Who is going to buy any Samsung Android phone now?
According to the O2 forums:
"Samsung UK continue to push for this but confidence on the change is low as Samsung HQ will be launching new devices on Android 2.0 in Q1."
With the reputation Samsung is going to get for refusing to update the Galaxy, what customers would actually buy a brand new Samsung Android phone next year? They shouldn't bother releasing another handset, the Android faithful users will not touch a phone which is unlikely to receive any updates.
the flipside of customisation
this is the other side of the "manufacturers can customise the os" model - it means it's then a LOT more work for new OS versions to be adapted. However, with the possible exception of the HTC Hero's Sense UI, customers don't really CARE about whatever custom gubbins has been included in the phone, so they get hampered because of something they didn't want anyway
it'll be interesting to see how this plays out as the android handset market becomes more diverse
Yes I Agree, no I Disagree
Exactly Re the 'Manufacturers can customise...' model
But I disagree that customers are not interested in things such as Custom UI Packages and signature applications, I think these are major selling points and differentiators.
Android has a really bad rep at the moment in the mainstream segment because users just dont get or understand it, and these are exactly the types of customers who the Manufacturers and Operators want on thier andriod offerings, so an Application or customisation here and there that solves some pretty suprisingly big UX issues in android or makes it really easy to do online social networking will mean better chance of a happy customer and a customer that goes to you, rather than the guy next door also try ing to palm you off with an android phone.
But as you say, then comes the absolute ballache of branching and maintaining, The work involved I think has probably been heavily underestimated and 2010-2011 will be very interesting to see how the platform changes.
Just silly, it will likely lose them more sales than it gains them, nothing travels faster than bad news.
Re : Meh.. → #
I think ( and just quoting from memory ) that the actual quote is " nothing travels faster than the speed of light - with the possible exception of bad news" - "Hitchhikers Guide to the Galaxy"
Thanks Douglas - sorely missed
What licence is Android?
What licence does Android use?
If GPL or similar, how is it legitimate (legally or morally) to prevent the end user tinkering with what's in the box?
Just askin', like, partly because I have a box at work which is a nice ARM-based comms engine with a Linux inside, but although the vendors provide their Linux sources, they refuse to provide the proprietary tool needed to reflash the thing, somewhat limiting its usefulness as a GPL device.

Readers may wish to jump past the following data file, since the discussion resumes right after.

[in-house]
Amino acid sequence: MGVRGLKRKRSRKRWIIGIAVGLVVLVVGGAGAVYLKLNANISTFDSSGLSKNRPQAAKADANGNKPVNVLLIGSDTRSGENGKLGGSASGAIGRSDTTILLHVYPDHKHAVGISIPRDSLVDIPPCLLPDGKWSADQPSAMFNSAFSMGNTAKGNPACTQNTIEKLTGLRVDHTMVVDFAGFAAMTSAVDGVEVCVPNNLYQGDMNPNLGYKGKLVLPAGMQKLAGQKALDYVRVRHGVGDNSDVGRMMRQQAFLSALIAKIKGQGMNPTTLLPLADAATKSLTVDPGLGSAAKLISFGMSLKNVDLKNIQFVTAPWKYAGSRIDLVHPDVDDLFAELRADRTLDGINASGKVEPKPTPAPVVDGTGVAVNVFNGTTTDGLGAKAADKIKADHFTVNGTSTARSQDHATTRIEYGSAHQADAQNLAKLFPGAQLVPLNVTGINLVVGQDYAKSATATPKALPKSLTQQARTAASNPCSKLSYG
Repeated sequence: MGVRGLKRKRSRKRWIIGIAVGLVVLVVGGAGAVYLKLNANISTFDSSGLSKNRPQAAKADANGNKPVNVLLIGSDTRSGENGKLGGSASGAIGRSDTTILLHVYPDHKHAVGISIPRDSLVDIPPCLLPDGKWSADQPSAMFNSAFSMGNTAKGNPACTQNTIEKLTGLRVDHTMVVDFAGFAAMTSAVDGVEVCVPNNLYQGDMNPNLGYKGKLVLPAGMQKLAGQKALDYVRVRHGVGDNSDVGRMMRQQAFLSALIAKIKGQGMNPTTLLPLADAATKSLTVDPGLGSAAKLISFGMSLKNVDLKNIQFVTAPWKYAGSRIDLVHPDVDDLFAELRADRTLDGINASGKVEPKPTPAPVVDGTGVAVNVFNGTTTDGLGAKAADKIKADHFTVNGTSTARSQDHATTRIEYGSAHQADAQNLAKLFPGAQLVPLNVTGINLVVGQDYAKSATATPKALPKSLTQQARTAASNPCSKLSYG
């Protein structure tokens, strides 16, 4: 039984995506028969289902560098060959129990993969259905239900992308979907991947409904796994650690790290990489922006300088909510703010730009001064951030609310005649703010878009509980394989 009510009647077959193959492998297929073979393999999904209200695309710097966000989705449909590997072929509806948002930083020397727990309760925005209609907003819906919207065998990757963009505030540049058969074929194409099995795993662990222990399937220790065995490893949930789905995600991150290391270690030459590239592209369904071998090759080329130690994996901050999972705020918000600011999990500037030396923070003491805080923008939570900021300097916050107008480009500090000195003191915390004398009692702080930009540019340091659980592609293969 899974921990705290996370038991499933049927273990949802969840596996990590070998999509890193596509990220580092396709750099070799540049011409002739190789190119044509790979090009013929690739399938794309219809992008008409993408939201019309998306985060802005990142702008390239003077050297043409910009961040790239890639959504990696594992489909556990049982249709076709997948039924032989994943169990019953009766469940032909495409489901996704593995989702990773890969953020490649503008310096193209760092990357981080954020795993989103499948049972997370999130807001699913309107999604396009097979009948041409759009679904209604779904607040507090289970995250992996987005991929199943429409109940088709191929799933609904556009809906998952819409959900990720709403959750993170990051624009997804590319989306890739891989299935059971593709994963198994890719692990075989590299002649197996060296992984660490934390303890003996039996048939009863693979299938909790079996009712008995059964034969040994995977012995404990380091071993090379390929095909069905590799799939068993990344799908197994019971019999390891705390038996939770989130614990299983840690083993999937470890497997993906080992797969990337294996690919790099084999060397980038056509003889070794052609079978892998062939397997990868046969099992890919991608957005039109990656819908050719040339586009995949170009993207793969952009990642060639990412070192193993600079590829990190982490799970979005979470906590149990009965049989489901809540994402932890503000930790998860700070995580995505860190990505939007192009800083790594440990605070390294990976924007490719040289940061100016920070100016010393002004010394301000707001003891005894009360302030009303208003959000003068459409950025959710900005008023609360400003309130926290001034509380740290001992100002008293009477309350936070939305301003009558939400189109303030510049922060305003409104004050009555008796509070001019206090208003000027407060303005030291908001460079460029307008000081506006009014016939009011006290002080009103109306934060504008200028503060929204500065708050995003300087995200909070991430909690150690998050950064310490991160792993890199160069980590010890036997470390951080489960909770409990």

You can provide all the Source and make it impossible for the user to install their own firmware. Archos, Motorola, Netgear, Dlink, Linksys and many others have been doing this for years.
Many many set-boxes and DVD players run Linux and may not have any "obvious" way to update the firmware, and if they do (serial port, On the Air, special format ISO) you usually can't install your own version. Even if you can, usually it's pointless or becomes pointless as the product becomes older.
Early adopters are Pioneers. Get arrows in Back.
GPL is a red herring as is Android being "open source" at all.
Also you can have a Binary with the distribution for the Radio part. Most DSP/Radio/RF/GSM/3G stack software is proprietary, not GPL and not Open. The Linux will communicate with that via an API or in some cases to a co-processor via I2C, parallel buffer, "serial" or even ethernet in some embedded products. There is no requirement for the whole system to be open. Android itself is a Java VM like VM running Java like "byte code".
People be better to think of Android Handsets as legally and practically more closed than Windows Mobile and more locked than iPhone. Please take no notice of the Android Source being open. The phones are not, nor intended to be.
I think in future it will be harder to apply anything other than vendor updates to an Android phone and harder to install any app not from an authorised App store.
The early Android phones are now obsolete. In many cases even if the vendor did work at producing an update (why would they?) the experience will be poor or parts not work.
No Doubt Android 3.x will orphan more Android handsets.
Had huge potential...
I'm glad I didn't end up getting this phone. I waited months for it to come out on O2 but eventually gave in and bought a sim free htc magic.
My gf has the galaxy and its plagued with problems, even with the latest updates.
The whole thing has been a failure of truly epic proportions.
I bought my Pulse on the premise that it might get an upgrade to 2.0 - are you listenting T Mobile?
Love the "Android 2.0: what to expect What's new in Google's latest" link on the right :)
Sod off Samsung!